‘American Sniper’ Review: War Plays Out Like a Video Game in Clint Eastwood’s Navy SEAL Biopic

Bradley Cooper and Sienna Miller headline Eastwood’s attempt to anoint a popular war hero for the modern age

“American Sniper” is an uncomplicated portrait of a man denied complexity and depth. Played by a pinched, marble-mouthed Bradley Cooper, the late Navy SEAL Chris Kyle is laureled for his patriotism, his 160 kills (the most in U.S. history), and his roles as a husband and father.

Director Clint Eastwood‘s focus on Kyle is so tight that no other character, including wife Taya (Sienna Miller), comes through as a person, and the scope so narrow that the film engages only superficially with the many moral issues surrounding the Iraq War.

In its best scenes, “Sniper” illustrates how Kyle’s removal from humanity made him such an excellent marksman. The Texan prefers the idea of people to actual people and has no qualms about his dismayingly provincial us-versus-them worldview. He regularly calls both Iraqi insurgents and civilians “savages” — an epithet Eastwood doesn’t necessarily endorse, but doesn’t repudiate, either, since not a single one of his Middle Eastern characters are endowed with basic motivation, let alone humanity.

“Sniper” follows its cowboy-turned-SEAL protagonist from the moment he enlists in the military — after the U.S. embassy attacks in East Africa by Osama bin Laden — through his four tours of duty. Much of the running time is simply one raid or gunfight after another, with little sense of the political or military context or the timeline of the war. There are no scenes exploring the drudgery of the tedium of war, only more missions.

The result is not unlike watching a suspenseful but highly repetitive video game, especially since nearly every Iraqi is seen through Kyle’s highly perched rifle scope. The appearance of each Iraqi character incites the same algorithm: shoot or don’t shoot, shoot now or shoot later. (As the only character resembling a human being, Kyle is the only military member who ever feels queasy about shooting and killing so many people.)

Eventually, a narrative emerges: the SEALs search for a brutal enforcer, nicknamed “The Butcher” (Mido Hamada), linked to al-Qaeda leader Abu Musab al-Zarqawi. But the structure is too episodic and the narrative too disjointed for the search process to yield any of the joys of the procedural. At least the hunt for “The Butcher” ends in a gorgeous sandstorm sequence that’s one of the most visually arresting battle scenes in recent memory.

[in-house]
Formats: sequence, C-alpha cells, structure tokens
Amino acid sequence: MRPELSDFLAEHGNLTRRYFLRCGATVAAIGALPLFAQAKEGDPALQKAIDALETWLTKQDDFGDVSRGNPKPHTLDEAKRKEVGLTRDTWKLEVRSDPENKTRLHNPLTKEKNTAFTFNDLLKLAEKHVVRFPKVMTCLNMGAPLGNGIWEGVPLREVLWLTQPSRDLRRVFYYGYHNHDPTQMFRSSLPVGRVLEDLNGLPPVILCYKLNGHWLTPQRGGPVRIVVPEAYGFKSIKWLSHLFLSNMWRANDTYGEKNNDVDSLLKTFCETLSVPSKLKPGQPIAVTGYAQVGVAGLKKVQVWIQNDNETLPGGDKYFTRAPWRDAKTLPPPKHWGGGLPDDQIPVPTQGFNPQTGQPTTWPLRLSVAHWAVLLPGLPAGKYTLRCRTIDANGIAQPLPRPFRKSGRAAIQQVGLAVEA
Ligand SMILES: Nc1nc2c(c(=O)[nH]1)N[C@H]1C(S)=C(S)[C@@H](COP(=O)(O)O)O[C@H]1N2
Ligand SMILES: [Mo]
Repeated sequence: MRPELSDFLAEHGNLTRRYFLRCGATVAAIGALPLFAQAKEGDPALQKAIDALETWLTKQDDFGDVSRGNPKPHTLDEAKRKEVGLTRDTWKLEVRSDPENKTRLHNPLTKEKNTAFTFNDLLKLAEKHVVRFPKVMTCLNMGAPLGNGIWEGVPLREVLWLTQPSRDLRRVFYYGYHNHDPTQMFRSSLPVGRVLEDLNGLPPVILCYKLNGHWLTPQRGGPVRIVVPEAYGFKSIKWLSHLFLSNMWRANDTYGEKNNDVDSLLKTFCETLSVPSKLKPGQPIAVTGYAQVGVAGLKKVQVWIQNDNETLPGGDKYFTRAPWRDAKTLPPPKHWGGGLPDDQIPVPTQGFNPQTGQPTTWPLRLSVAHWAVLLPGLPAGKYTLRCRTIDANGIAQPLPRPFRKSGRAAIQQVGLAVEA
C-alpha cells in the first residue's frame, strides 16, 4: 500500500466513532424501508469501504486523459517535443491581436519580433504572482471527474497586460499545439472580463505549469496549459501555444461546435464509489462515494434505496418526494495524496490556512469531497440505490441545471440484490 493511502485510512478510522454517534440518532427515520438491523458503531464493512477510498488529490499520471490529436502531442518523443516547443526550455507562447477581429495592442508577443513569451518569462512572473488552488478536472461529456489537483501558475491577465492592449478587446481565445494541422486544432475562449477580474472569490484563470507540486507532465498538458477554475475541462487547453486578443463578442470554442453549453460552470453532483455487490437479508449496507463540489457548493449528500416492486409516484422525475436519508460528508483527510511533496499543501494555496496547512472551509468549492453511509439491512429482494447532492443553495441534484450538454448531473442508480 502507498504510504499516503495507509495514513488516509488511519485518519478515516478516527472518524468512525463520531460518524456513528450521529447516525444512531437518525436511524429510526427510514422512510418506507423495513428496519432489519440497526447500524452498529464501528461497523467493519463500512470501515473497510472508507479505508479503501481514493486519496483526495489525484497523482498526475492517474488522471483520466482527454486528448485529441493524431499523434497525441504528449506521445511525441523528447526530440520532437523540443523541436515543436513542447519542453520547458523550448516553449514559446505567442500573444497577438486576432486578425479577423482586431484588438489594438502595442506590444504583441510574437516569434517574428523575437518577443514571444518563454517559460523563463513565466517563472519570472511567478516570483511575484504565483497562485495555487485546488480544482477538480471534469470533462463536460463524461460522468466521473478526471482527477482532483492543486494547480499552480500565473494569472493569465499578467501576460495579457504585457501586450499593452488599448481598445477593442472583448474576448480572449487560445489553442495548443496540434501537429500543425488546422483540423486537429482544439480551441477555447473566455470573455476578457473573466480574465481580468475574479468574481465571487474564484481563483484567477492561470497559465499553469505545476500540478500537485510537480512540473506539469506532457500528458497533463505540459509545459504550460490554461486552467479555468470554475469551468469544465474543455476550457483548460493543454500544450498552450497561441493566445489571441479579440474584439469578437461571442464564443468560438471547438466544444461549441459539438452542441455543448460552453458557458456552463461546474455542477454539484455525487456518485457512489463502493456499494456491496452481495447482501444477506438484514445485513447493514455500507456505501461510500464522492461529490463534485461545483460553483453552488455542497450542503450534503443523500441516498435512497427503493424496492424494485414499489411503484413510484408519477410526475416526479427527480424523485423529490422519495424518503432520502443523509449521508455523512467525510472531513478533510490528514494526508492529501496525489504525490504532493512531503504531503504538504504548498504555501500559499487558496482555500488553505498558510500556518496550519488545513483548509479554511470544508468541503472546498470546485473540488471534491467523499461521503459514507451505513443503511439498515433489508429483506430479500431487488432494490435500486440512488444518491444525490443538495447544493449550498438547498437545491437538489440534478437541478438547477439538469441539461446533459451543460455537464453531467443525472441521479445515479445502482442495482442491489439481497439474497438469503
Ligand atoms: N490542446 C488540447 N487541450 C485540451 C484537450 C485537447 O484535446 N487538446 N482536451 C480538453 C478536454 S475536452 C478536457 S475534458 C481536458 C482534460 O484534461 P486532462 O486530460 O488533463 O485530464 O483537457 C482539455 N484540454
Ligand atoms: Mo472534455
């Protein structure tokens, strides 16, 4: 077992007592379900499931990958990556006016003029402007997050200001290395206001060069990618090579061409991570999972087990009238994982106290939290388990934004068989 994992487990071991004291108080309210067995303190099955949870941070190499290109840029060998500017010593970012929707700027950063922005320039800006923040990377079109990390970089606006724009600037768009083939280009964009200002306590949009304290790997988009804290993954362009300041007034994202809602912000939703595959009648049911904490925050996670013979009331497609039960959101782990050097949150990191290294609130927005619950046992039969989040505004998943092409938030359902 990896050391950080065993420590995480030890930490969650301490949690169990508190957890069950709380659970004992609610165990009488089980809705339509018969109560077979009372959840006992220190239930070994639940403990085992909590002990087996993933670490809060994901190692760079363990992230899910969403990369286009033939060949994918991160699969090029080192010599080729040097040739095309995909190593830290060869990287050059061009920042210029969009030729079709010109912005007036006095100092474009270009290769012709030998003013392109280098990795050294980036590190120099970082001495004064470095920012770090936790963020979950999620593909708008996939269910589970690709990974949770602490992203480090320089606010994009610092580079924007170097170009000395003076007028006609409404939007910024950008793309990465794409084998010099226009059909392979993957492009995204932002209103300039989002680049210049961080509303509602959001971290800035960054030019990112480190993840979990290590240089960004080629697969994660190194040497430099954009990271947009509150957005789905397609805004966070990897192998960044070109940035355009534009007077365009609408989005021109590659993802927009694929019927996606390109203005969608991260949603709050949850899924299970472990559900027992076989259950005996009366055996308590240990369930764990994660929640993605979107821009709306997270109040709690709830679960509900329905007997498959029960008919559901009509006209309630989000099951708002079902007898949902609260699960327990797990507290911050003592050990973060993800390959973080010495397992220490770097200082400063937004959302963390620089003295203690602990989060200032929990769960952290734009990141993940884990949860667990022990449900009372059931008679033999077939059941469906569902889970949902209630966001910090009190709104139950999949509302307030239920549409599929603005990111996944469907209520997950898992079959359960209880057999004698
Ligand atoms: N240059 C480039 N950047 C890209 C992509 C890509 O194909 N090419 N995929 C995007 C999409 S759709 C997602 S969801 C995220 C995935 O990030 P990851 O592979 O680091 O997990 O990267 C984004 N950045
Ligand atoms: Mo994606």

As redundant as the action scenes become, they’re far preferable to the dreary domestic conversations, which rehearse only the most rote troubles afflicting military families. And bordering on offensive is the film’s assertion that some soldiers can overcome PTSD in a matter of months through good acts and willpower.

Eastwood is enough of a skilled craftsman that he doesn’t entirely neuter Kyle into the perfect role model. As rendered here, the Navy SEAL is full of blustery patriotism and hyper-masculinity, badly beating the guy who sleeps with his girlfriend and earnestly declaring America to be “the greatest country on earth.” (Reality check: people all around the world believe this about their own homelands.)

In a flashback, Kyle’s father (Ben Reed) anoints him as “blessed with the gift of aggression.” And one of the film’s most out-there scenes finds a cheerful Kyle aiming a revolver at a charmed Taya, playfully demanding that she remove her underwear at gunpoint while their children play just a few feet away.

Such scenes will be read as problematic by the soft-hearted (like myself) and admirable (or cathartic or sexy) by others. What makes “American Sniper” such a deeply unsatisfying film, though, is that Eastwood recuses himself by and large from delivering a judgment. Perhaps the ambiguity regarding Kyle’s unexamined nationalism and chest-thumping manliness merely reflects the dividedness of the country on social mores, but, like the ubiquitous Punisher skulls on Kyle’s troops’ tanks, it’s not clear whether it’s meant to be disappointingly juvenile or fearsomely awesome.

If Eastwood’s feelings toward Kyle’s core values are hazy, though, his veneration for the soldier couldn’t be clearer. It’s too bad, then, that cinematic hero worship so often takes the same familiar forms. Writing on this Veterans Day, I wish “American Sniper” had afforded me the opportunity to salute real men and women in uniform, not just a movie trope.